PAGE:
Deng Zhonghan: Microchips for China


By staff reporter LI YUAN


I saw a parade of floats from the reviewing stand on Tian’anmen Square at the celebration of the 50th anniversary of the PRC, and was impressed at the achievements they displayed in agriculture, national defense and education. But at the same time I felt ashamed at having made so many excellent microchips in Silicon Valley in the U.S., but none for my home country. It was then that I made the decision to come back to China.” Deng Zhonghan (John Deng), vice president of China Association for Science and Technology and academician at the Chinese Academy of Engineering, remembers clearly this moment of truth 14 years ago.

Deng, born in 1968 in Nanjing City of Jiangsu Province, took up postgraduate studies at the University of California-Berkeley in 1992. Having obtained a PhD in electronic engineering and an MSc in both physics and economics, Deng was one of the most outstanding students of UCB in its history of 130 years. After working for a year as a senior researcher at IBM, Deng established his integrated circuit company PIXIM Inc.

The Chinese government invited Deng Zhonghan, as a representative of overseas students in the U.S., to the 50th anniversary celebration of New China. While in the country he gave state leaders in charge of the hi-tech industry such as Li Lanqing a rundown on the world status quo and prospects for Silicon Valley and the IT industry generally.

On October 14 of 1999, Deng Zhonghan registered his Vimicro Corp. in Zhongguancun in Beijing – China’s own “Silicon Valley.” This signaled the onset of his career back in China.

Deng headed the team of like-minded overseas-returned Chinese scientists in the Starlight China Chip project. The aim was to develop China’s independent intellectual property rights in the chip industry.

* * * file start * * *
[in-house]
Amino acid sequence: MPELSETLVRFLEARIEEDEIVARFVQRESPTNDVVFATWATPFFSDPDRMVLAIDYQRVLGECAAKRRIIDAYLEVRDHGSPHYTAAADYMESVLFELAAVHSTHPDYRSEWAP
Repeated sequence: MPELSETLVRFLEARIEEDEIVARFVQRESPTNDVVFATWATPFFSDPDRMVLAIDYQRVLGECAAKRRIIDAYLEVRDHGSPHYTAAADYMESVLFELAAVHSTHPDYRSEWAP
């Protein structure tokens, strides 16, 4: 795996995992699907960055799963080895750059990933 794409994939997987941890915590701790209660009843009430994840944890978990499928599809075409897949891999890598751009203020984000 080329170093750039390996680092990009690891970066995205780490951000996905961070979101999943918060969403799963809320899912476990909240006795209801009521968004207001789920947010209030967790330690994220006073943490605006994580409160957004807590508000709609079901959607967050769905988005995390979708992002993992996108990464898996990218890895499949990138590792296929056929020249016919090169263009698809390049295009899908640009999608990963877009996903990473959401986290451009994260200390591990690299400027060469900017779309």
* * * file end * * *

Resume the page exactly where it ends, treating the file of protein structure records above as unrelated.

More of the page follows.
Upon establishing his company, Deng Zhonghan chose the digital multi-media chip as its ascendant. He then introduced capital venture, executive stock options and other modern corporate management practices, and formulated global development strategies.

The year 2001 saw the creation of China’s first million-gate VLSI chip. It was taken up by international and domestic companies, such as Sony, Samsung, HP, Dell, Lenovo, Huawei, and ZTE, for use in desktop computers, laptops and cell phones. Today, chips that Vimicro produces occupy 60 percent of the global market in image input chips.

On November 15, 2005, Vimicro Corp. became the first Chinese mainland chip designer to be listed on NASDAQ. That day ended with Deng Zhonghan ceremoniously signing his Chinese name – the first Chinese CEO signature in NASDAQ history.

When asked about the future, Deng Zhonghan said, “Now that we have equipped China with its own chip, I have another big dream of China as a leader in science and technology.”

“Like its GDP, China’s input in science and technology is second in the world. Scientific achievements such as the atomic and hydrogen bombs and man-made satellites in the 1960s and 1970s, along with the recent Tiangong-1 and Jiaolong deepsea submersible, all constitute foundations for China’s international status. And there is far more to come.”

Deng Zhonghan sees the difference between the Chinese Dream and the American Dream as apparent in the latter’s focus on individual pursuits, as compared with the former’s quest to fulfill the ideals of the whole nation. While still in its development period, China needs strength and cohesion to achieve its dream of national rejuvenation.

“Experience has taught me that a worthwhile life with no regrets can only be achieved by combining one’s future with that of one’s country. I believe that China’s science and technology will rank first in the world one day. When that happens, I can say that my Chinese Dream has come true.”